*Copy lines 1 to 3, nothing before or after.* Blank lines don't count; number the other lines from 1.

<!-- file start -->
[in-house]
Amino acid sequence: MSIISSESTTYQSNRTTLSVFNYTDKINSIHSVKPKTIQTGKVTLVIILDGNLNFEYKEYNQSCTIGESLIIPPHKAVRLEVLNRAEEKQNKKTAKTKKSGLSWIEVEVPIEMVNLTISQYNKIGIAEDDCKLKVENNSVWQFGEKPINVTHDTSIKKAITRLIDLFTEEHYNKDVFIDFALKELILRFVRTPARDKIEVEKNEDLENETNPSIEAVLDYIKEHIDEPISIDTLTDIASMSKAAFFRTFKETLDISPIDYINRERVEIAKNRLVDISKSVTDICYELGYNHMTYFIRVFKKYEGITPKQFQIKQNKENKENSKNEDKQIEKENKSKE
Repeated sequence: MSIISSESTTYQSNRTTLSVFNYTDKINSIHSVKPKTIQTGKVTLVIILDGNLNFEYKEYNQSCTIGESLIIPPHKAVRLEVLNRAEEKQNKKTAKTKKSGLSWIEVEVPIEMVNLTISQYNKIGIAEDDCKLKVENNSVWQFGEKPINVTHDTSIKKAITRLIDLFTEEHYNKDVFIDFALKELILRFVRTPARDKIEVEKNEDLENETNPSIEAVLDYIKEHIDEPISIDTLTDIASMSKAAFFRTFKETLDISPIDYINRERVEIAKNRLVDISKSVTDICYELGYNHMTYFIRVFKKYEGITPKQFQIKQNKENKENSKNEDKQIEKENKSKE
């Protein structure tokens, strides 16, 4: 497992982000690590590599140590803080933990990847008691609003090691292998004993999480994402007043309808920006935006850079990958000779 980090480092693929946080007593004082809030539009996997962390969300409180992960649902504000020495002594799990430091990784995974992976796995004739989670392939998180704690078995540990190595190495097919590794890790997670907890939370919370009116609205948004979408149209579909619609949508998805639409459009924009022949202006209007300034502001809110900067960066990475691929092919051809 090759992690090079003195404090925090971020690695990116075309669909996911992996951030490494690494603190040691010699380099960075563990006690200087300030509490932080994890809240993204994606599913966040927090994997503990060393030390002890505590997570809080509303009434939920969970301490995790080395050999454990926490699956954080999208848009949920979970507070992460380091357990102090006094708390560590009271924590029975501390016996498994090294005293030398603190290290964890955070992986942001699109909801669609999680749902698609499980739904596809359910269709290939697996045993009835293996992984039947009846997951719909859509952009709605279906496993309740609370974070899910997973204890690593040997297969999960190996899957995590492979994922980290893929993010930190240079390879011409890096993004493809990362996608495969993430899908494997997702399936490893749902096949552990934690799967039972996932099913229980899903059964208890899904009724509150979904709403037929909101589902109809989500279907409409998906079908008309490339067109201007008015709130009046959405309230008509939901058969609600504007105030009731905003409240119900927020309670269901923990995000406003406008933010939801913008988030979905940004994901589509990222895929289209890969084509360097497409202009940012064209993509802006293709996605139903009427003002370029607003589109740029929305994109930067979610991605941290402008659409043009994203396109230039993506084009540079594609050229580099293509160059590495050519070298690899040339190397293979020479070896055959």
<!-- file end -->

[in-house]
Amino acid sequence: MSIISSESTTYQSNRTTLSVFNYTDKINSIHSVKPKTIQTGKVTLVIILDGNLNFEYKEYNQSCTIGESLIIPPHKAVRLEVLNRAEEKQNKKTAKTKKSGLSWIEVEVPIEMVNLTISQYNKIGIAEDDCKLKVENNSVWQFGEKPINVTHDTSIKKAITRLIDLFTEEHYNKDVFIDFALKELILRFVRTPARDKIEVEKNEDLENETNPSIEAVLDYIKEHIDEPISIDTLTDIASMSKAAFFRTFKETLDISPIDYINRERVEIAKNRLVDISKSVTDICYELGYNHMTYFIRVFKKYEGITPKQFQIKQNKENKENSKNEDKQIEKENKSKE
Repeated sequence: MSIISSESTTYQSNRTTLSVFNYTDKINSIHSVKPKTIQTGKVTLVIILDGNLNFEYKEYNQSCTIGESLIIPPHKAVRLEVLNRAEEKQNKKTAKTKKSGLSWIEVEVPIEMVNLTISQYNKIGIAEDDCKLKVENNSVWQFGEKPINVTHDTSIKKAITRLIDLFTEEHYNKDVFIDFALKELILRFVRTPARDKIEVEKNEDLENETNPSIEAVLDYIKEHIDEPISIDTLTDIASMSKAAFFRTFKETLDISPIDYINRERVEIAKNRLVDISKSVTDICYELGYNHMTYFIRVFKKYEGITPKQFQIKQNKENKENSKNEDKQIEKENKSKE